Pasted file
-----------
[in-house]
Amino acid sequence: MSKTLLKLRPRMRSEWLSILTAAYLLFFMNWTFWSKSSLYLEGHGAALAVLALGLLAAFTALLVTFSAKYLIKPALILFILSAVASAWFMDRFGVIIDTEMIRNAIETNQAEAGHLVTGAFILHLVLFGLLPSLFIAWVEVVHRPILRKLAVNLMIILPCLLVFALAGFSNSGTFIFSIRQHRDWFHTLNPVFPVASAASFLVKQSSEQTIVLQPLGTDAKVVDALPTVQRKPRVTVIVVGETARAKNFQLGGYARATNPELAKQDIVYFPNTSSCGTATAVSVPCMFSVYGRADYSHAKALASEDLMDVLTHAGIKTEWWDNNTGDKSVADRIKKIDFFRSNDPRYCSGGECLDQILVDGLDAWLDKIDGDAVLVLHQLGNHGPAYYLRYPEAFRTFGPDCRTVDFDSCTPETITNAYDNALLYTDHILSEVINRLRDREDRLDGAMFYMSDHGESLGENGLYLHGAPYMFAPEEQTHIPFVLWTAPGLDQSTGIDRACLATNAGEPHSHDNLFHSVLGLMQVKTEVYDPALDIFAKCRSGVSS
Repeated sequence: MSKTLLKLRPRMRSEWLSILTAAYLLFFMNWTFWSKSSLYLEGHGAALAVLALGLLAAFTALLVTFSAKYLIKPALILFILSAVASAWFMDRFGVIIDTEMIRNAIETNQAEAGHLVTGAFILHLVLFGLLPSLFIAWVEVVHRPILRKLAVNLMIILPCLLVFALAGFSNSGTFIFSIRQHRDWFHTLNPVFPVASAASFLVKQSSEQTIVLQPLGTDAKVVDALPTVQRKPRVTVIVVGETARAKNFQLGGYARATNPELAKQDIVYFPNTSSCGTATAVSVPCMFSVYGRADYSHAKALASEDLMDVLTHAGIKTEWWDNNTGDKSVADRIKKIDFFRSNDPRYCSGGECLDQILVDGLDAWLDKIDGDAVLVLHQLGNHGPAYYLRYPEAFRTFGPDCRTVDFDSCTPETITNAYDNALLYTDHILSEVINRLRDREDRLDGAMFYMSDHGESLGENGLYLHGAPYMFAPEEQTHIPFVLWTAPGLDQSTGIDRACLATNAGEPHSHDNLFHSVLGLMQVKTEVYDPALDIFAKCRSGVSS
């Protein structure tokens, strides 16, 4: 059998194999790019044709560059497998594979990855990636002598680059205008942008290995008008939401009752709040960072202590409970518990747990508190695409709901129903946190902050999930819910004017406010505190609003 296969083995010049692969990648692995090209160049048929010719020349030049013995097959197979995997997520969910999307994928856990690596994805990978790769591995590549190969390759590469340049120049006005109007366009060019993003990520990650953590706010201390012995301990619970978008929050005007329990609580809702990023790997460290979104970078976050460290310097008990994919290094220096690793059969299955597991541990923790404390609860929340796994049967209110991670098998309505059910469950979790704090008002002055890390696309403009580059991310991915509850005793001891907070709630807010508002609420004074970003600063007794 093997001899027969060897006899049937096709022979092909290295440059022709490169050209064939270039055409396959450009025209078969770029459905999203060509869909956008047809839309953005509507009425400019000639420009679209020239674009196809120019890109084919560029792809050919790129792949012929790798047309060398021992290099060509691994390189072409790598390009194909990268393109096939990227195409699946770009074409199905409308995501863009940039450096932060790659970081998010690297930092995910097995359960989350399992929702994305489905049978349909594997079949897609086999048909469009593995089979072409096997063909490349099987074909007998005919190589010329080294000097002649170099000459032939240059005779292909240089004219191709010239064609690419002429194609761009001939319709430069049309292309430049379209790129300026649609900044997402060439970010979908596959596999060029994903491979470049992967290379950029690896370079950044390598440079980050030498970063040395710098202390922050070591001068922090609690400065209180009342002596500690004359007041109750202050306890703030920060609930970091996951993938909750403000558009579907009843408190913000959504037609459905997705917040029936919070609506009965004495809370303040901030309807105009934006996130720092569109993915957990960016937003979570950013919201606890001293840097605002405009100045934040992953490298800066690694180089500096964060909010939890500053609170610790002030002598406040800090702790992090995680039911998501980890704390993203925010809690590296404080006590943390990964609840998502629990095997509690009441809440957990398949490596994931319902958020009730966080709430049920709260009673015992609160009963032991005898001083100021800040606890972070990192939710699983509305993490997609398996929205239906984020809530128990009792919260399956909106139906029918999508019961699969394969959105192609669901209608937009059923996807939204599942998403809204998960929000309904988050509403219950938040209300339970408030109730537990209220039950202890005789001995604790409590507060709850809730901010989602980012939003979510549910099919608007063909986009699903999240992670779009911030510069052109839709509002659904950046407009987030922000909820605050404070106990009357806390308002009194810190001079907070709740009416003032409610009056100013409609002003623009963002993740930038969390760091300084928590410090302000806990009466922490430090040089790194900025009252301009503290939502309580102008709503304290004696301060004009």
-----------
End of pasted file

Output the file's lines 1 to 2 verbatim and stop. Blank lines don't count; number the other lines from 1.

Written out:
[in-house]
Amino acid sequence: MSKTLLKLRPRMRSEWLSILTAAYLLFFMNWTFWSKSSLYLEGHGAALAVLALGLLAAFTALLVTFSAKYLIKPALILFILSAVASAWFMDRFGVIIDTEMIRNAIETNQAEAGHLVTGAFILHLVLFGLLPSLFIAWVEVVHRPILRKLAVNLMIILPCLLVFALAGFSNSGTFIFSIRQHRDWFHTLNPVFPVASAASFLVKQSSEQTIVLQPLGTDAKVVDALPTVQRKPRVTVIVVGETARAKNFQLGGYARATNPELAKQDIVYFPNTSSCGTATAVSVPCMFSVYGRADYSHAKALASEDLMDVLTHAGIKTEWWDNNTGDKSVADRIKKIDFFRSNDPRYCSGGECLDQILVDGLDAWLDKIDGDAVLVLHQLGNHGPAYYLRYPEAFRTFGPDCRTVDFDSCTPETITNAYDNALLYTDHILSEVINRLRDREDRLDGAMFYMSDHGESLGENGLYLHGAPYMFAPEEQTHIPFVLWTAPGLDQSTGIDRACLATNAGEPHSHDNLFHSVLGLMQVKTEVYDPALDIFAKCRSGVSS